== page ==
Posted Friday, June 14, 2019 at 6:49 pm

Collective impact practitioners have an insatiable appetite for tools, case studies, and other actionable resources on the “how” of collective impact: how to embed equity in planning and implementation, how to prioritize authentic community engagement, how to use data for continuous learning and improvement, how to create a culture of collaboration and build partners’ collaborative leadership capacity, and more.

This May, the Collective Impact Forum – a partnership between the Aspen Institute Forum for Community Solutions and FSG – hosted our sixth annual Collective Impact Convening in Chicago.  In our largest convening to date, we hosted over 800 change-makers from across the globe to think deeply about many of these “how to” topics. Attendees came to Chicago to build skills and ultimately make progress toward achieving equitable systems change through collective impact.

As we reflect on the convening, we are grateful to those who joined us and challenged us to do our work in new and different ways.

  • We opened our convening with the session From the "Why" to "How": Operationalizing Equity in Collective Impact, with john a. powell of UC-Berkeley and Michael McAfee of PolicyLink. This talk offered rich insights and specific suggestions, but one in particular that stuck with me is an emphasis on changing our frame from inclusion to belonging. By adopting a goal of belonging, we shift from thinking about adding people to our tables or organizations, to co-creating our tables and organizations in partnership with all participants.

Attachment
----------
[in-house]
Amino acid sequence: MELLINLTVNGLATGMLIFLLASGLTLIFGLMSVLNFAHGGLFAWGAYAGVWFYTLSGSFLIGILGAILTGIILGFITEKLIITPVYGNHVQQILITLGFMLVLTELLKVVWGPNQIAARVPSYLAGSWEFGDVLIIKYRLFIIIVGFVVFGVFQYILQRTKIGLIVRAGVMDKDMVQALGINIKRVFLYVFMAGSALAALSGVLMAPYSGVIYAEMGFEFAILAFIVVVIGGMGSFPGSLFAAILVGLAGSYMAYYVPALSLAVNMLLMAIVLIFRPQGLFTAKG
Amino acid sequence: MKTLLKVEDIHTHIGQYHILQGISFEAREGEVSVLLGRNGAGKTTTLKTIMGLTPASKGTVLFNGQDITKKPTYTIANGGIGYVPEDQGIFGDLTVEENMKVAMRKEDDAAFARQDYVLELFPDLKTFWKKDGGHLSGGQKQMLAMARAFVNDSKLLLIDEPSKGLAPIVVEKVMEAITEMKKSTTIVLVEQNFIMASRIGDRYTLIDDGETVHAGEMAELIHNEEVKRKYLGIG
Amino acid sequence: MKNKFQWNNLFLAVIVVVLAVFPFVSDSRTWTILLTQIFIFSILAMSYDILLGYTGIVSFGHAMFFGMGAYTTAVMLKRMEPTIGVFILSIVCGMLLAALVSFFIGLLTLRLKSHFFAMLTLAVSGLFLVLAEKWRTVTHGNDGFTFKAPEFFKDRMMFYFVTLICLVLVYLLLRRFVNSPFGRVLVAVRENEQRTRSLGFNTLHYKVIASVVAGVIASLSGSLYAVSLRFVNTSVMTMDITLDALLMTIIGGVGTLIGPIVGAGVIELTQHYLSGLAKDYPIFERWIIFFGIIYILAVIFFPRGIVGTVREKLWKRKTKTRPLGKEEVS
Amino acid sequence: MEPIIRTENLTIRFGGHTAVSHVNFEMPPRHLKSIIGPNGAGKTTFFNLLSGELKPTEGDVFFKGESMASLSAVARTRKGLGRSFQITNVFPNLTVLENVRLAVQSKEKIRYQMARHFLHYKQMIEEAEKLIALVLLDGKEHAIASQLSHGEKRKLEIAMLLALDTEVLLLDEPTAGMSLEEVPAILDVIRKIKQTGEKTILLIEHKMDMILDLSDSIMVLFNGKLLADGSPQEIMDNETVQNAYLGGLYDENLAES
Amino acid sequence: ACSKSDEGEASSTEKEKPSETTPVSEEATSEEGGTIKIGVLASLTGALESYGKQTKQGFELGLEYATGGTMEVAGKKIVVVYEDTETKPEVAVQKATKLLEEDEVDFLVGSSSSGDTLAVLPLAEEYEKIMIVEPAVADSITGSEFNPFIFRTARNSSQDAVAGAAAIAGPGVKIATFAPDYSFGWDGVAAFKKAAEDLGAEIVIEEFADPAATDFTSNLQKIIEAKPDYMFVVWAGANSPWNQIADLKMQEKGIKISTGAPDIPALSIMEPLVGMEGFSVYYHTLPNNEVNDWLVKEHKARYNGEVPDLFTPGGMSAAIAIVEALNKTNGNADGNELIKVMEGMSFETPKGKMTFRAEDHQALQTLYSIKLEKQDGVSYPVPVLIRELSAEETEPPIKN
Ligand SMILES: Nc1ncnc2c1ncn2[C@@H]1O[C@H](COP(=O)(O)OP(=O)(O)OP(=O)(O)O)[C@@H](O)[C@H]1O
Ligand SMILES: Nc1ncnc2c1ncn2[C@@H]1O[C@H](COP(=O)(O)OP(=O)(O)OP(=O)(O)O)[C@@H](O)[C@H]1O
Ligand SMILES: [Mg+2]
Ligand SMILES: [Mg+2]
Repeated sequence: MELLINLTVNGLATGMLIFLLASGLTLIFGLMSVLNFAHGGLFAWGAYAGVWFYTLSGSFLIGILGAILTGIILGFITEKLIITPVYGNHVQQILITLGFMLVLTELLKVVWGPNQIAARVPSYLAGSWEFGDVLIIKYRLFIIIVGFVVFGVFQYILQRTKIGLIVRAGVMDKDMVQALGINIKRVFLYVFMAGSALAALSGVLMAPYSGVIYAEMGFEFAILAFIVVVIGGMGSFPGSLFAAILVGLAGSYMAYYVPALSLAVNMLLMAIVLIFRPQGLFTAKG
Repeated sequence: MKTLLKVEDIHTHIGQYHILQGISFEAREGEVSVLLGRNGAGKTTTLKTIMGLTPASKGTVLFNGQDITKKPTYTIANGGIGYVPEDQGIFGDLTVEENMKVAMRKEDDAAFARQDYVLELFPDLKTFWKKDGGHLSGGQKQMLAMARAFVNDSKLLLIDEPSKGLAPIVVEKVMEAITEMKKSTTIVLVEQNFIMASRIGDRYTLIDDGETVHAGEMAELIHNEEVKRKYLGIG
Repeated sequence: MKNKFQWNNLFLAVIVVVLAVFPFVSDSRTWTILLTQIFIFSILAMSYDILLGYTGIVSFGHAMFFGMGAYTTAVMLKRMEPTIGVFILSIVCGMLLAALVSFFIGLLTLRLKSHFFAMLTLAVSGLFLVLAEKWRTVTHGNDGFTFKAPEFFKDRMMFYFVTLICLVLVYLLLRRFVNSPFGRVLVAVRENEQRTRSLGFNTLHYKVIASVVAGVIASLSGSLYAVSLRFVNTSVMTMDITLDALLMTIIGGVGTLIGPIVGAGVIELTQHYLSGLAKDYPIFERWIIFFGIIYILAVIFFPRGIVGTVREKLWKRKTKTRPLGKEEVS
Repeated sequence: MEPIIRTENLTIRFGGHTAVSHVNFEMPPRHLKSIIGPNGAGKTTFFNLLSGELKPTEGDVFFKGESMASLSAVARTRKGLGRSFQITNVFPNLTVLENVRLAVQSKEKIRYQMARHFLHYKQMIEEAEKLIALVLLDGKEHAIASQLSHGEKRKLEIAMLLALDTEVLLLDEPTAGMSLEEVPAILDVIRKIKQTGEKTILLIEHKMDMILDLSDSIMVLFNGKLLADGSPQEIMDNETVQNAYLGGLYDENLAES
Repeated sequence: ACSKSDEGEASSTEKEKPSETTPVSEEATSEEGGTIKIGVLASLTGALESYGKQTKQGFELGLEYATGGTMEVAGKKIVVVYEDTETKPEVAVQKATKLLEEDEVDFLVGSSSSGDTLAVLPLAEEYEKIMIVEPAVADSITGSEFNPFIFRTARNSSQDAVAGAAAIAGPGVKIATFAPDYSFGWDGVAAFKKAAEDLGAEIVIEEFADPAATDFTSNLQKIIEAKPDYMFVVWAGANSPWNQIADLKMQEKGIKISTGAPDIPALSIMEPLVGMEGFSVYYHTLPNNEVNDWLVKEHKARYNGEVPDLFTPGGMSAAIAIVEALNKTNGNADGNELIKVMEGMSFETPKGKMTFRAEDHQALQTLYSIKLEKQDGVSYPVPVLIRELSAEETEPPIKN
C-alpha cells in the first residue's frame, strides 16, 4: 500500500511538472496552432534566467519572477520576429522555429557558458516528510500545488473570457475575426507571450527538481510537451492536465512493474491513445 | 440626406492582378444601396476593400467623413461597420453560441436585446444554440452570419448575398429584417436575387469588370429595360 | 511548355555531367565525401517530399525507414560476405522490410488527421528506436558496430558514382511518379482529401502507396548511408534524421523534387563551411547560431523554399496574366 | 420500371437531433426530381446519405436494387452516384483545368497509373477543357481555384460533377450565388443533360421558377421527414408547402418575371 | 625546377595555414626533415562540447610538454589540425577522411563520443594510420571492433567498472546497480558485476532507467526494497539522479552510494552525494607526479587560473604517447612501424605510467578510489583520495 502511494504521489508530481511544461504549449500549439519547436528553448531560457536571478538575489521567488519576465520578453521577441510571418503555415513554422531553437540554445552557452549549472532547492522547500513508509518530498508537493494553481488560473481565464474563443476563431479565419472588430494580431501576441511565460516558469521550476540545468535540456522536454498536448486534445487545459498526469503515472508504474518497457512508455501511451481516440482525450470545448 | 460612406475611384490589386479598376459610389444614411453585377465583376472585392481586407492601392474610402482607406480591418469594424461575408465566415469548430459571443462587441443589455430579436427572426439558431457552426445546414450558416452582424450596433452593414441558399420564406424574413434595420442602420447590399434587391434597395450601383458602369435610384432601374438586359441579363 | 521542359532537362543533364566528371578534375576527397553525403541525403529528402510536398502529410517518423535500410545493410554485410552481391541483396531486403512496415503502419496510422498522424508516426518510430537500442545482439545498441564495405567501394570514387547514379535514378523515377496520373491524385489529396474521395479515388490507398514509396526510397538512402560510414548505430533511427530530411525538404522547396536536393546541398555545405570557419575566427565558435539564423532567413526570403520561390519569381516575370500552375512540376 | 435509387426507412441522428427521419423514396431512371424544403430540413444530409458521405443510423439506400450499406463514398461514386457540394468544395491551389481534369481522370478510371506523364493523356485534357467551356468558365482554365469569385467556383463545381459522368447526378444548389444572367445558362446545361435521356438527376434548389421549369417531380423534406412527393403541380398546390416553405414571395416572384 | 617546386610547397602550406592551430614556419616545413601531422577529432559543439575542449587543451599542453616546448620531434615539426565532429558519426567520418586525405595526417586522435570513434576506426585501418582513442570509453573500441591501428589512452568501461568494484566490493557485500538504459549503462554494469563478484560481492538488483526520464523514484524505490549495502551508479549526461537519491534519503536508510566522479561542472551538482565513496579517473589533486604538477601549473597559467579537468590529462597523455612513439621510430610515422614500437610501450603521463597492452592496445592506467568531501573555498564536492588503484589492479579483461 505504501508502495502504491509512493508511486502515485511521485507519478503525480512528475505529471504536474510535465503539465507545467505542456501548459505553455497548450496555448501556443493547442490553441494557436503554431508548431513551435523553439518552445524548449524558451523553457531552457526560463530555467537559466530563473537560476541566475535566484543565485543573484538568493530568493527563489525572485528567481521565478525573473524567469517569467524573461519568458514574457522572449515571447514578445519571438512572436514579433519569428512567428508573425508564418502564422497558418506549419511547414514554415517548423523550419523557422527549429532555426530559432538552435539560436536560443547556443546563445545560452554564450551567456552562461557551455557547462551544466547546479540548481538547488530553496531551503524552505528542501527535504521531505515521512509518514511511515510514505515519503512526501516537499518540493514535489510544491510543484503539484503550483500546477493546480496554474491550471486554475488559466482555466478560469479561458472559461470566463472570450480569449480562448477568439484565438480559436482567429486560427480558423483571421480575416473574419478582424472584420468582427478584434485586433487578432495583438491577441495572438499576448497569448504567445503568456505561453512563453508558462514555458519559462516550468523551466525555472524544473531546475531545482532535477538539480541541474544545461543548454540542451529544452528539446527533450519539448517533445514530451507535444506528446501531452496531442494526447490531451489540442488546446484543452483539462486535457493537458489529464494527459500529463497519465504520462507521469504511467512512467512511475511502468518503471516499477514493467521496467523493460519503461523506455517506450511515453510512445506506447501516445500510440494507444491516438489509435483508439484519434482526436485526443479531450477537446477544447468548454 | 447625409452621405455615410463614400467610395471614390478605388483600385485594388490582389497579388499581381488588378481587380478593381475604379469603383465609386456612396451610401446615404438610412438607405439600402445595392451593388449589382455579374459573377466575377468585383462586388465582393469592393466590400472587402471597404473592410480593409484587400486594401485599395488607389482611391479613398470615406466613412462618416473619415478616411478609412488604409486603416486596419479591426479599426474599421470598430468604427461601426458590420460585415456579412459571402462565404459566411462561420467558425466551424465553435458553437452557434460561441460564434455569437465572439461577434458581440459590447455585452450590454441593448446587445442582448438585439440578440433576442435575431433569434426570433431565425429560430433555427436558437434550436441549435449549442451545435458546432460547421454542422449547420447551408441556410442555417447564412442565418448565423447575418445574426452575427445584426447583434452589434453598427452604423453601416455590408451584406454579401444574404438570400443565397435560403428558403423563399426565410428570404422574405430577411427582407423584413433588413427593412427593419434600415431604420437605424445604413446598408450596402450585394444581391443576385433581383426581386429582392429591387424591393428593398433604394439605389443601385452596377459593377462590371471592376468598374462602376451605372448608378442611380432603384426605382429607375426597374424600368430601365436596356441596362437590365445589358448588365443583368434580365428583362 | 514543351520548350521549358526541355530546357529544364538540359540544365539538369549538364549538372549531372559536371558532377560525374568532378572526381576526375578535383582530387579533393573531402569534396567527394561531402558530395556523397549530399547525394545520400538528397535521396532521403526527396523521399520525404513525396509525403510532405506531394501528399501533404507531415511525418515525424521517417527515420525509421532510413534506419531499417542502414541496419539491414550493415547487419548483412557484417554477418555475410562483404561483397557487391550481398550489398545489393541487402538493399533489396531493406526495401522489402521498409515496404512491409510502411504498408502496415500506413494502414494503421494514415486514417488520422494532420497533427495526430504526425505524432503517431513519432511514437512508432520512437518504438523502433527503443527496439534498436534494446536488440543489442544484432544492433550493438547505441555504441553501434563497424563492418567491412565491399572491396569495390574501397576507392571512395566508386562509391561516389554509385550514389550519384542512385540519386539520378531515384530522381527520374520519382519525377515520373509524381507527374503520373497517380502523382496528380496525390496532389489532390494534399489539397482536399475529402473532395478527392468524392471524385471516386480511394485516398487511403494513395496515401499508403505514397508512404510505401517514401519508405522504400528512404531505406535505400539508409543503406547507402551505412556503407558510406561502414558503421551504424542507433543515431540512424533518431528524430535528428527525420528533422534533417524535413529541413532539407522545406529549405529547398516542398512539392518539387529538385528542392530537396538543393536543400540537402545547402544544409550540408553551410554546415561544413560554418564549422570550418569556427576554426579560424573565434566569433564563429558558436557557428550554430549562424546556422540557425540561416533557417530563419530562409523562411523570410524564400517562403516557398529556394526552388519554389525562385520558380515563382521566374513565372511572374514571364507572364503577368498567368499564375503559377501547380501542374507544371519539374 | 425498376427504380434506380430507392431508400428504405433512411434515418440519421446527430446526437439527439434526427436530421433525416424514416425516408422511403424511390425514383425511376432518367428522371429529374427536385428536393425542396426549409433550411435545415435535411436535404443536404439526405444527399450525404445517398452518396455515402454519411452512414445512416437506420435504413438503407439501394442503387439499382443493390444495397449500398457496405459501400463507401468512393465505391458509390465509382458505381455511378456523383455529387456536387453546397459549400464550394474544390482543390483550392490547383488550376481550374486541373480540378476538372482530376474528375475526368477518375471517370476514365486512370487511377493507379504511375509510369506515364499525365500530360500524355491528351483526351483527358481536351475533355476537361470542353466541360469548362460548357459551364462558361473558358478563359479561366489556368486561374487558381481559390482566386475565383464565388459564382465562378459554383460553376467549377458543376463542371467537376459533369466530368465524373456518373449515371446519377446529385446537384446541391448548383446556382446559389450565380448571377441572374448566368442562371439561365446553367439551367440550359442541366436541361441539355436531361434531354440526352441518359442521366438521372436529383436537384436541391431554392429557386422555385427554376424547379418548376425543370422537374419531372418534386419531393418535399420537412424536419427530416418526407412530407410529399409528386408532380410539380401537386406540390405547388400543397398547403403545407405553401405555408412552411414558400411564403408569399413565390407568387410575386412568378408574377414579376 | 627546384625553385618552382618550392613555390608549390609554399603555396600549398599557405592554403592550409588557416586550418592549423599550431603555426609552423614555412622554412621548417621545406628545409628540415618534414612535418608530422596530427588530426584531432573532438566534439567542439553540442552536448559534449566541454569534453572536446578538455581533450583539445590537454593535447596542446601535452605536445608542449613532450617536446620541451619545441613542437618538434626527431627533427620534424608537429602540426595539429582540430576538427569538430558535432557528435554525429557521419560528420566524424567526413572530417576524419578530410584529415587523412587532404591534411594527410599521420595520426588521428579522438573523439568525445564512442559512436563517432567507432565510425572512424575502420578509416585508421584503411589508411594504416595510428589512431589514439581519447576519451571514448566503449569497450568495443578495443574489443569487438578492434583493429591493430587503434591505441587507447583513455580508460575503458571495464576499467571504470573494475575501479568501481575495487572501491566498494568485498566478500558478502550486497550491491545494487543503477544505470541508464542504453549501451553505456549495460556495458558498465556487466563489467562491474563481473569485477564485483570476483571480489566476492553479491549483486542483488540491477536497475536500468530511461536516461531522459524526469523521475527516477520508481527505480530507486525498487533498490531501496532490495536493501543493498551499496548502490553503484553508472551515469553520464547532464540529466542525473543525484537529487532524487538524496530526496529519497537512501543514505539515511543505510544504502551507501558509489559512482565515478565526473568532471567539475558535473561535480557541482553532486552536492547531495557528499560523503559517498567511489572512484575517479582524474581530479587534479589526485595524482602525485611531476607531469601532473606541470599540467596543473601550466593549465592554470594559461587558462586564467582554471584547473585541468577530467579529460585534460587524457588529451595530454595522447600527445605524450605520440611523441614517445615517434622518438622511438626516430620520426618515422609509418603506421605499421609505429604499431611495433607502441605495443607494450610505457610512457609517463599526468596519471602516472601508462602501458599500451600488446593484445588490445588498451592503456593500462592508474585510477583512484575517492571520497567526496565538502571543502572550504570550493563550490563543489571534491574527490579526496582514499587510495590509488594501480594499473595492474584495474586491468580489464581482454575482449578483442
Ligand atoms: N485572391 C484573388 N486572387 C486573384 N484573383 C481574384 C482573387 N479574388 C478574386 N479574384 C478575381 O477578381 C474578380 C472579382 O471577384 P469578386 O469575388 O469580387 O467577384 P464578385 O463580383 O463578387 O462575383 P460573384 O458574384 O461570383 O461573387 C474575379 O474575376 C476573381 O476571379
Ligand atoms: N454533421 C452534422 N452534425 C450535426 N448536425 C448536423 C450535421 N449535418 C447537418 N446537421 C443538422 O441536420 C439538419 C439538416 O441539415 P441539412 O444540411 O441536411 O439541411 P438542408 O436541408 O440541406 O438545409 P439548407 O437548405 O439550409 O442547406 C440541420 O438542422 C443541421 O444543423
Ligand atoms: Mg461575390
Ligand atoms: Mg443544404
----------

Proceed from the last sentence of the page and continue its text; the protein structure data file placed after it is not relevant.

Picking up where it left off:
• Attendees were challenged to consider how their own organizations and collective impact initiatives create the cultures and structures that support the development of leaders from a range of diverse backgrounds. These perspectives can be seen in Rise Up: Supporting a Culture of Emerging Social Change Leaders, a discussion moderated by Efrain Gutierrez of the Obama Foundation, in conversation with Michelle Morales of Mikva Challenge, Rye Young of Rye Young Consulting, and Tiffany Yu of Diversability. I was particularly struck by the honesty, vulnerability, and innovative management practices of these leaders and encourage all organizational leaders to watch this.
     
  • We closed our convening with Liz Dozier of Chicago Beyond’s Moving from Charity to Justice in Collective Impact keynote. Liz shared an inspiring story about her personal path in educational reform and venture philanthropy – with lessons on how leaders can partner with others to achieve justice and equitable outcomes in their communities. Liz also spoke to some of the ideas in Chicago Beyond’s new publication, Why Am I Always Being Researched?, with practical tips for responsibly and respectfully engaging folks with lived experience in social sector research.

While our keynotes all shared unique perspectives on advancing efforts toward equitable systems change, we also learned from over 100 speakers in case studies and training sessions on a range of topic. Several of these sessions are also captured here, with insights on topics including the use of data in collaborations, strategies for pursuing systems change, and reflecting on your personal leadership.

In closing, we are grateful to everyone that joined us from across the US (from 43 U.S. States and the District of Columbia), and particularly to our international friends who made the trip to Chicago … from Australia, Canada, Colombia, India, Israel, Japan, Jordan, Mexico, New Zealand, South Africa, Spain, Sweden, and the United Kingdom. We hope to see you all at the 2020 Collective Impact Convening on May 6-8 in Minneapolis!